A comment on Introspective-Haskell

Levent Erkok erkokl at gmail.com
Fri Dec 11 23:28:05 UTC 2015

My "hidden agenda" is to liberate the SBV library to work on Haskell
programs directly. (http://hackage.haskell.org/package/sbv)

SBV allows programming with symbolic values, allowing a certain class of
"proofs" to be done. It uses SMT solvers to do the actual "solving." It's
limited in what it can do so far as reasoning goes: It's mostly limited to
number types really (Word/Int/Float/Double etc.), but when it works, it
really can be effective. Right now, users of this library have to write
things like this:

   foo x y = ite (x .> y) (x+2) (x .< y)

Since I "cannot" reliably steal if-then-else (yes, I'm aware of
RebindableSyntax; but it has its own problems.), nor I can just use
comparison operators that insist on returning Bool that I cannot change.
But those are smaller problems: The bigger issue is that I cannot support
"case" expressions, pattern-matching, and all that stuff; since all that
mechanism is baked into the compiler and I've no way to arrange for a
pattern to "symbolically" match. This latter issue with pattern-matching
and lack of support for case-expressions is why the library is sort of
"hard-to-use" for a newcomer.

I tried TH/HSE before to see if I can let users write regular-Haskell and
have the expressions automatically made "symbolic" aware, but ran into a
lot of accidental complexity due to the extremely rich surface syntax. I'm
currently working on a plugin to do the same, which is much nicer to work
with; though you are correct that dealing with explicitly-typed core has
its complexities as well. However, I do find it to be much easier to work
with as compared to surface Haskell.

I suspect you guys went down to the "stand-alone" route with LiquidHaskell
when you had similar problems. That definitely is a great approach as well,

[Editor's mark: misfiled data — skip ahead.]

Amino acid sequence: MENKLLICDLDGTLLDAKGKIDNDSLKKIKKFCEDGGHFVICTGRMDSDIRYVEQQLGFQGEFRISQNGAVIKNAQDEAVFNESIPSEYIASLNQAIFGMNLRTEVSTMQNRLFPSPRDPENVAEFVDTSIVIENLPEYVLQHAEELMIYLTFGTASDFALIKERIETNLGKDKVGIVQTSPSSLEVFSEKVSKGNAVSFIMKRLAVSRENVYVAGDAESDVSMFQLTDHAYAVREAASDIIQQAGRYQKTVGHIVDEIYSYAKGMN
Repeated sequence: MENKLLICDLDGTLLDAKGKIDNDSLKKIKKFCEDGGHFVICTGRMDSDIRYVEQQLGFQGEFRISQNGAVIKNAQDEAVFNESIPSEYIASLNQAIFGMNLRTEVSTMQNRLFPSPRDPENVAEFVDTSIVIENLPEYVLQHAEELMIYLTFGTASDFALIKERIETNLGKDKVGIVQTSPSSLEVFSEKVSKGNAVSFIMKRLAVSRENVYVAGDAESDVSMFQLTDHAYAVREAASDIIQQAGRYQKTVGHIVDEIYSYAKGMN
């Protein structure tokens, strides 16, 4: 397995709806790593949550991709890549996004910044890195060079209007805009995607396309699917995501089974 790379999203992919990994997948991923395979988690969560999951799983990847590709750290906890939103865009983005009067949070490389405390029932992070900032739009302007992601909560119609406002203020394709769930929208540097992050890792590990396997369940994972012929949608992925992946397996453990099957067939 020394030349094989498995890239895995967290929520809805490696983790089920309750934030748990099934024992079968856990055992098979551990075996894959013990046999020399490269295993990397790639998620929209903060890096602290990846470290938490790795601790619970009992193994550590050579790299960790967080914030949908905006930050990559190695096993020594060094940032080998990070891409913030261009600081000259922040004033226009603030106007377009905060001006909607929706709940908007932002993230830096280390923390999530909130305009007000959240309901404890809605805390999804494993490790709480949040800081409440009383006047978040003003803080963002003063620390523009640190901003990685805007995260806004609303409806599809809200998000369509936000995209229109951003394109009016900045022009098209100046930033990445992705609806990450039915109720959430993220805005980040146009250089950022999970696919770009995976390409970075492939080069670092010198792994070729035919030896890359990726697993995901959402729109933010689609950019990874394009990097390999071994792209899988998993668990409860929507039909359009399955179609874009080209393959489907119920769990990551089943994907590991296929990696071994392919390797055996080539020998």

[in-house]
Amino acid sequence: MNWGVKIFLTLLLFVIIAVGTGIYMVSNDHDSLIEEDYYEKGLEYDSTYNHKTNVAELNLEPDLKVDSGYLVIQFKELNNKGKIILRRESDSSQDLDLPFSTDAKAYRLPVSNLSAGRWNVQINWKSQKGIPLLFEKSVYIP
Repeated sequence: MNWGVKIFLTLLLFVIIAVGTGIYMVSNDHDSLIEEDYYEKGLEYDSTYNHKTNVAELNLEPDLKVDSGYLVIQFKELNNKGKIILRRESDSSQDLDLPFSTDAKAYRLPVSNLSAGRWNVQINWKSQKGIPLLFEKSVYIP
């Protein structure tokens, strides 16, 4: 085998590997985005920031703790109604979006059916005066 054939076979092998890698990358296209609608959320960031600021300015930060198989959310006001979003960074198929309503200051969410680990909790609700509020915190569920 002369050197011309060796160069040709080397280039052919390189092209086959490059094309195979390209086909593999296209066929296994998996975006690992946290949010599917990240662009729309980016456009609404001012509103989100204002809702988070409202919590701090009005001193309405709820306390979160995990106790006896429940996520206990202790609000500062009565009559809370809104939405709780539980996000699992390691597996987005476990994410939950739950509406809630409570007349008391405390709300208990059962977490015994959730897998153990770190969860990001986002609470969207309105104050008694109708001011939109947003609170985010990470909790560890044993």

though I don't have the luxury of an academic research team to pursue that
line of thought. (LiquidHaskell rocks by the way; I'm a real fan.)


On Fri, Dec 11, 2015 at 3:13 PM, Eric Seidel <eric at seidel.io> wrote:

> On Fri, Dec 11, 2015, at 14:54, Levent Erkok wrote:
> > Spot on.. I really want "Template Core," independent of TH.
> >
> > To be honest, "GHC Plugins" already provides "Template Core" in this
> > sense;
> > but would be nicer if one can get his hands on the Core in the regular
> > Haskell context, not just in a plugin context. So, perhaps "Template
> > Core"
> > is not the biggest priority in the big scheme of things.
> I would caution against going the Core Plugin (or Template Core) route
> unless you really need to work with Core, e.g. if you're doing some sort
> of analysis and want to save your sanity by avoiding all of the surface
> syntax.
> Constructing and manipulating Core is quite tedious because Core is
> explicitly typed. This means that you have to instantiate type
> parameters of polymorphic functions/constructors yourself, and worse,
> you have to provide type-class dictionaries yourself. It's not
> impossible by any means, just a lot more work in my experience than
> working with surface syntax and letting GHC handle the rest :)
> I'm curious though, what specifically were you trying to use TH/HSE for
> in the past, analysis or code-generation?
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